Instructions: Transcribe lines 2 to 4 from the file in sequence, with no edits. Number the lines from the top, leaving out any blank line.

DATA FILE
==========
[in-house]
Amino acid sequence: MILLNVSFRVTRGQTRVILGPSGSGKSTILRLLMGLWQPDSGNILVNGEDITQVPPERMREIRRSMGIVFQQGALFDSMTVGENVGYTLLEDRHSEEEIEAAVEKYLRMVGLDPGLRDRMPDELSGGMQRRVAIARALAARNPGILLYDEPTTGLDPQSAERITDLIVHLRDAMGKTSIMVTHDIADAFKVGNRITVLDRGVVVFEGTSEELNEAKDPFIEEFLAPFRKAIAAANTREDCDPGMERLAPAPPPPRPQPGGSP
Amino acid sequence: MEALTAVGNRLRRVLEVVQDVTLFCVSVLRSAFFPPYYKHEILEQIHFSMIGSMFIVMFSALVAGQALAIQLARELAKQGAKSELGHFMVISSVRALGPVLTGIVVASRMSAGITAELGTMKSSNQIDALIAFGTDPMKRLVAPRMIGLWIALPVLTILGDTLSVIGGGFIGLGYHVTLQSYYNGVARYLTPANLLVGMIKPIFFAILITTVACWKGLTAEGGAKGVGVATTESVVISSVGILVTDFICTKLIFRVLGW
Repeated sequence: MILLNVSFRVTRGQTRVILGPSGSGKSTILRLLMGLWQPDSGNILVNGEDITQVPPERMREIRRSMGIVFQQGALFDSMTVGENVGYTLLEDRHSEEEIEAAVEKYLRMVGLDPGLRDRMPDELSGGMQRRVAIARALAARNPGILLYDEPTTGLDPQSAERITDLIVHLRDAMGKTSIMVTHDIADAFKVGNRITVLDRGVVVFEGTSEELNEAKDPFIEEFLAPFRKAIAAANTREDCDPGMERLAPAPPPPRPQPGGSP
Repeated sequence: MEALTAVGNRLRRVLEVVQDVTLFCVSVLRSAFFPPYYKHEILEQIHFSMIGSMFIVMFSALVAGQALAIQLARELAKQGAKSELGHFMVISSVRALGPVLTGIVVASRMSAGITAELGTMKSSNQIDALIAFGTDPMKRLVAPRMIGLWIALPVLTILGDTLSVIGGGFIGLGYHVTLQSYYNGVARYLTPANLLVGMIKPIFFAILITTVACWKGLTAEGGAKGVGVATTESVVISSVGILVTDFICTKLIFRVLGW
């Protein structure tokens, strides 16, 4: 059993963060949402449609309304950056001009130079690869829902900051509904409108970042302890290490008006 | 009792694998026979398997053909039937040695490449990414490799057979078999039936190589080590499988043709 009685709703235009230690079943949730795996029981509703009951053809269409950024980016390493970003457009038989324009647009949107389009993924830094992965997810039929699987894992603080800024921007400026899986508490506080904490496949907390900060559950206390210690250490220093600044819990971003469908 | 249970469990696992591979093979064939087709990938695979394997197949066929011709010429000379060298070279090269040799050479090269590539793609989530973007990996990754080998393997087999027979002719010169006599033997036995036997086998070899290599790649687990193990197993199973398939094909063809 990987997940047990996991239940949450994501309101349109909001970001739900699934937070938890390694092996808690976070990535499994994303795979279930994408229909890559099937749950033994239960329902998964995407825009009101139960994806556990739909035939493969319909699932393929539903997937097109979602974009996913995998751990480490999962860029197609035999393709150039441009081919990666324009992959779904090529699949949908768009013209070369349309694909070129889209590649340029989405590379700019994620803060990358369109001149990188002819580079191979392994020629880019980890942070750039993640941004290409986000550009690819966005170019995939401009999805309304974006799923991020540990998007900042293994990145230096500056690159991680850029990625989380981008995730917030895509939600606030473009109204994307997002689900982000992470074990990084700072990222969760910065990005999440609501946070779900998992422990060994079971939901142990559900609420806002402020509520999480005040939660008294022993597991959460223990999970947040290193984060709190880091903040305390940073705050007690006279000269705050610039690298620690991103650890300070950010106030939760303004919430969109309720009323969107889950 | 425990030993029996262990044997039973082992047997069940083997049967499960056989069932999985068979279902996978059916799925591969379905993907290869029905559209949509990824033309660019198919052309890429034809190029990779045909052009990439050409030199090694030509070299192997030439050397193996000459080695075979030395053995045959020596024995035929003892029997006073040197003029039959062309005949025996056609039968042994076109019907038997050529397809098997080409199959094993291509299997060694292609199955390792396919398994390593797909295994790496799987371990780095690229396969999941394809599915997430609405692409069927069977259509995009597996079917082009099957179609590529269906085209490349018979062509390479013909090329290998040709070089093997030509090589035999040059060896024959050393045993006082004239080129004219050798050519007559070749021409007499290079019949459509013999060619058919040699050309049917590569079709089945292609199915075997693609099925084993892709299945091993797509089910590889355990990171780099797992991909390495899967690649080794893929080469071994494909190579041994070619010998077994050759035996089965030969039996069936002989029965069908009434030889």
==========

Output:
Amino acid sequence: MILLNVSFRVTRGQTRVILGPSGSGKSTILRLLMGLWQPDSGNILVNGEDITQVPPERMREIRRSMGIVFQQGALFDSMTVGENVGYTLLEDRHSEEEIEAAVEKYLRMVGLDPGLRDRMPDELSGGMQRRVAIARALAARNPGILLYDEPTTGLDPQSAERITDLIVHLRDAMGKTSIMVTHDIADAFKVGNRITVLDRGVVVFEGTSEELNEAKDPFIEEFLAPFRKAIAAANTREDCDPGMERLAPAPPPPRPQPGGSP
Amino acid sequence: MEALTAVGNRLRRVLEVVQDVTLFCVSVLRSAFFPPYYKHEILEQIHFSMIGSMFIVMFSALVAGQALAIQLARELAKQGAKSELGHFMVISSVRALGPVLTGIVVASRMSAGITAELGTMKSSNQIDALIAFGTDPMKRLVAPRMIGLWIALPVLTILGDTLSVIGGGFIGLGYHVTLQSYYNGVARYLTPANLLVGMIKPIFFAILITTVACWKGLTAEGGAKGVGVATTESVVISSVGILVTDFICTKLIFRVLGW
Repeated sequence: MILLNVSFRVTRGQTRVILGPSGSGKSTILRLLMGLWQPDSGNILVNGEDITQVPPERMREIRRSMGIVFQQGALFDSMTVGENVGYTLLEDRHSEEEIEAAVEKYLRMVGLDPGLRDRMPDELSGGMQRRVAIARALAARNPGILLYDEPTTGLDPQSAERITDLIVHLRDAMGKTSIMVTHDIADAFKVGNRITVLDRGVVVFEGTSEELNEAKDPFIEEFLAPFRKAIAAANTREDCDPGMERLAPAPPPPRPQPGGSP